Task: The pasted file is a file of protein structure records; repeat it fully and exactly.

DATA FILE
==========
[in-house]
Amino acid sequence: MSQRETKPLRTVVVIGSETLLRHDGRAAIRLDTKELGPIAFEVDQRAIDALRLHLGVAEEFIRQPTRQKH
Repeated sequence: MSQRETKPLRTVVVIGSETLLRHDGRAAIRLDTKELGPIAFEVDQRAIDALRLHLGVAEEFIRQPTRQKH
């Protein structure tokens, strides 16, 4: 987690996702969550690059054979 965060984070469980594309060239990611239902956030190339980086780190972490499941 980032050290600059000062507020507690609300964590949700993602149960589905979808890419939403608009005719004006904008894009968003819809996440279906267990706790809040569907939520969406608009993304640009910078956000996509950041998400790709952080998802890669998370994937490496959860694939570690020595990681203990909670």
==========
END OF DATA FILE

[in-house]
Amino acid sequence: MSQRETKPLRTVVVIGSETLLRHDGRAAIRLDTKELGPIAFEVDQRAIDALRLHLGVAEEFIRQPTRQKH
Repeated sequence: MSQRETKPLRTVVVIGSETLLRHDGRAAIRLDTKELGPIAFEVDQRAIDALRLHLGVAEEFIRQPTRQKH
């Protein structure tokens, strides 16, 4: 987690996702969550690059054979 965060984070469980594309060239990611239902956030190339980086780190972490499941 980032050290600059000062507020507690609300964590949700993602149960589905979808890419939403608009005719004006904008894009968003819809996440279906267990706790809040569907939520969406608009993304640009910078956000996509950041998400790709952080998802890669998370994937490496959860694939570690020595990681203990909670």